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New Jersey Division of Youth and Family Services v. M.G.

SUPERIOR COURT OF NEW JERSEY APPELLATE DIVISION


November 4, 2009

NEW JERSEY DIVISION OF YOUTH AND FAMILY SERVICES, PLAINTIFF-RESPONDENT,
v.
M.G. AND L.G., DEFENDANTS-APPELLANTS.
IN THE MATTER OF THE GUARDIANSHIP OF S.G., A MINOR.

On appeal from the Superior Court of New Jersey, Chancery Division, Family Part, Warren County, Docket No. FG-21-04-07.

Per curiam.

RECORD IMPOUNDED

NOT FOR PUBLICATION WITHOUT THE APPROVAL OF THE APPELLATE DIVISION

Submitted September 29, 2009

Before Judges Lisa and Alvarez.

Defendants M.G. and L.G. appeal from the trial court's April 22, 2008 termination of their parental rights pursuant to N.J.S.A. 30:4C-15.1(a). Guardianship of their child S.G., born January 19, 2006, was awarded to the New Jersey Division of Youth and Family Services (the Division). For the reasons that follow, we affirm.

M.G. raises as points of error the following:

POINT I

THE TRIAL COURT ERRED BY TERMINATING THE FATHER'S PARENTAL RIGHTS BECAUSE ALTERNATIVES TO TERMINATION AND ADOPTION, INCLUDING CUSTODY BY THE CHILD'S MATERNAL AUNT, WERE NOT PROPERLY CONSIDERED.

POINT II

THE ORDER TERMINATING THE FATHER'S PARENTAL RIGHTS MUST BE REVERSED BECAUSE THE NJ DIVISION OF YOUTH AND FAMILY SERVICES DID NOT MAKE REASONABLE EFFORTS TO REUNITE THE CHILD WITH HIS FATHER.

POINT III

THE COURT ERRED IN FINDING THAT THE DIVISION HAD SATISFIED THE FIRST PRONG OF THE BEST INTERESTS TEST, AS THE TRIAL TESTIMONY INDICATED THAT THE CHILD WAS UP TO DATE WITH HEALTH CARE AND DOING WELL AT THE TIME OF REMOVAL.

POINT IV

THE ORDER TERMINATING THE FATHER'S PARENTAL RIGHTS MUST BE REVERSED BECAUSE THE DIVISION FAILED TO PROVE THAT TERMINATION OF PARENTAL RIGHTS WOULD NOT DO MORE HARM THAN GOOD.

L.G. makes the following contentions of error:

THE DECISION TO TERMINATE [L.G.'S] PARENTAL RIGHTS WAS NOT SUPPORTED BY CLEAR AND CONVINCING EVIDENCE AND TESTIMONY.

PRONGS 1 & 2: THE TRIAL COURT ERRED IN CONCLUDING THAT DYFS HAD DEMONSTRATED BY CLEAR AND CONVINCING EVIDENCE THAT [L.G.'S] RELATIONSHIP WITH HER SON HAS CAUSED OR WILL CAUSE ENDURING HARM.

PRONG 3: THE TRIAL COURT ERRED IN CONCLUDING THAT DYFS HAD DEMONSTRATED BY CLEAR AND CONVINCING EVIDENCE THAT IT HAD MADE REASONABLE EFFORTS TO PROVIDE SERVICES TO [L.G.].

PRONG 4: THE TRIAL COURT ERRED IN CONCLUDING THAT DYFS HAD DEMONSTRATED BY CLEAR AND CONVINCING EVIDENCE THAT THE TERMINATION OF [L.G.'S] PARENTAL RIGHTS WOULD NOT DO MORE HARM THAN GOOD.

Family History as Developed at Trial

The following history was developed at trial. The Division first became involved with this family in 1989. M.G. and L.G. voluntarily surrendered children born on November 28, 1989 and January 25, 1991. L.G. had four other children who were removed by the Division, or its Pennsylvania counterpart, and subsequently adopted. This appeal involves M.G. and L.G.'s third child together, L.G.'s seventh child.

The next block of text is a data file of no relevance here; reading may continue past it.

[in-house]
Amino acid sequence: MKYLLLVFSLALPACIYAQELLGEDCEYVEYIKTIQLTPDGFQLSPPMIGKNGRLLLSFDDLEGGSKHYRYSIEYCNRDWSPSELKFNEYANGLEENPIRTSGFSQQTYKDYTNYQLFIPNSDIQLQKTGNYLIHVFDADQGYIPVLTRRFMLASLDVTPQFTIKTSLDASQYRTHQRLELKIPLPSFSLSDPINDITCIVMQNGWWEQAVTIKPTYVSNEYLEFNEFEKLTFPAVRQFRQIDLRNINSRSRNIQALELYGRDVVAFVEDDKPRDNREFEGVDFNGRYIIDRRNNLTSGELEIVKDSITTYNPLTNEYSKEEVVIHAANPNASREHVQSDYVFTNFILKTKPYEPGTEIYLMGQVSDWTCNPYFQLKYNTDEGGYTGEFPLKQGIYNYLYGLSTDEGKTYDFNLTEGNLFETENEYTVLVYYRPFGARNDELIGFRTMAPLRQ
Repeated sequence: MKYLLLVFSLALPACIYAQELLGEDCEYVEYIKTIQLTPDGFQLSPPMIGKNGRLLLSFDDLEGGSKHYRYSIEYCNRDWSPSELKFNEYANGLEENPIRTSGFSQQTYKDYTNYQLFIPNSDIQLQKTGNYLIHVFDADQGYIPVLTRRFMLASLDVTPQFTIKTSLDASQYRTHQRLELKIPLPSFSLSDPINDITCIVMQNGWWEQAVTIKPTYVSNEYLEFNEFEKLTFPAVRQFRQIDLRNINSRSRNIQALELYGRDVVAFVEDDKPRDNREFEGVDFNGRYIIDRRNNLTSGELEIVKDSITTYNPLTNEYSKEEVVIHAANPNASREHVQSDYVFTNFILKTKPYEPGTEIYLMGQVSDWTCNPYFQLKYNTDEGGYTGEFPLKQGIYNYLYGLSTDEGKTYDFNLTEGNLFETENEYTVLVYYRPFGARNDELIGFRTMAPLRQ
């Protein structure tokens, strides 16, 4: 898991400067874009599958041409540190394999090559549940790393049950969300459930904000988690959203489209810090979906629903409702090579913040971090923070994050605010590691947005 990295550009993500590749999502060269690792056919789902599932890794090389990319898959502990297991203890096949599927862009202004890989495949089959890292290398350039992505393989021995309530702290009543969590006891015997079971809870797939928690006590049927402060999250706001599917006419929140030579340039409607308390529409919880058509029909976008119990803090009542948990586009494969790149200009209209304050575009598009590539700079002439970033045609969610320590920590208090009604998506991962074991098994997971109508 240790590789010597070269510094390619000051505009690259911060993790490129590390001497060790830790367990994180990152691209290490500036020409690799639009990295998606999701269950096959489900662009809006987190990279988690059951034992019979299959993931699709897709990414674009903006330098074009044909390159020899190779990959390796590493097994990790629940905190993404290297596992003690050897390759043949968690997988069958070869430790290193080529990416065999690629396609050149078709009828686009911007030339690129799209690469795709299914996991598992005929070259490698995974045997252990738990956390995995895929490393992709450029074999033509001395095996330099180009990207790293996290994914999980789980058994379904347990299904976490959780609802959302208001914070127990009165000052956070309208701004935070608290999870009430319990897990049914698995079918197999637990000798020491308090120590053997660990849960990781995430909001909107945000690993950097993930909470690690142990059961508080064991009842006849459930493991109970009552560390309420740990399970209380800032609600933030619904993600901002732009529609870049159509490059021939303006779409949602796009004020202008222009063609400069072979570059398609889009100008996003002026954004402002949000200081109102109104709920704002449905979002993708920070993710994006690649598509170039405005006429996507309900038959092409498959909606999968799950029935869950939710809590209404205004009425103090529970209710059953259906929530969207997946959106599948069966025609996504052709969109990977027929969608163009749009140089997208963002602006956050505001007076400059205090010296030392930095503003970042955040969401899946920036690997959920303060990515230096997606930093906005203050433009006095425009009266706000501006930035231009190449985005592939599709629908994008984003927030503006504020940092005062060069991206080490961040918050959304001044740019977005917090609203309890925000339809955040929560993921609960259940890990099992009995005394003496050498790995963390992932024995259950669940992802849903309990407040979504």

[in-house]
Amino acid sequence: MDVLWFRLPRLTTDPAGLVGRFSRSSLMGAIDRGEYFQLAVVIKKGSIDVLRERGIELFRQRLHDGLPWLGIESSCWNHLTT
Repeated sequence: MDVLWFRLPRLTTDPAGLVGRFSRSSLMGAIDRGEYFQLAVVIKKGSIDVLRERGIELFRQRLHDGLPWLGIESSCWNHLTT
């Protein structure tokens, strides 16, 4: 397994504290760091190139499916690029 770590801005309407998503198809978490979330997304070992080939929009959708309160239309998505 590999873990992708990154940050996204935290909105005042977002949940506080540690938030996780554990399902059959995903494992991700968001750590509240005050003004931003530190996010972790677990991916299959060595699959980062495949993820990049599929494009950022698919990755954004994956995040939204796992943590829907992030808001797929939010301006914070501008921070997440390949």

While working with this family, the Division has documented problems such as medical and environmental neglect, physical and sexual abuse, and unstable housing. Both parents have had a documented history in years past of substance abuse, L.G. of alcoholism and M.G. of drug use.

As an adolescent and very young man, M.G. had a history of psychiatric hospital stays and problems in school. M.G. has been convicted in years past of passing bad checks and acts of domestic violence involving both L.G. and his mother. M.G. was sentenced on September 4, 1991 on a guilty plea to fourth-degree child endangering, N.J.S.A. 2C:24-4(a), fourth-degree cruelty to a child, N.J.S.A. 9:6-3, two counts of child endangering, N.J.S.A. 2C:24-4(a), and two counts of second-degree sexual assault pursuant to N.J.S.A. 2C:14-2(a) and N.J.S.A. 2C:5-1.

The victims were M.G.'s six-year-old nephew and his one-year-old daughter with L.G. As set forth in the judgment of conviction, defendant's conduct included urinating on his nephew, requests that his nephew perform fellatio, and striking him over ten times with a belt. M.G.'s criminal conduct towards his daughter consisted of rubbing his penis on her face. Defendant was incarcerated for an aggregate term of ten years, which he served at the Adult Diagnostic and Treatment Center pursuant to N.J.S.A. 2C:47-1. During M.G.'s incarceration, L.G. had other children; he was not the biological father. After his release, L.G. and he reunited.

On March 10, 2006, the Division received a referral that M.G. and L.G. had relocated to New Jersey from Pennsylvania with then two-month-old S.G. They were sharing the home with M.G.'s mother and step-father.*fn1 The Division responded to the home on March 14, 2006.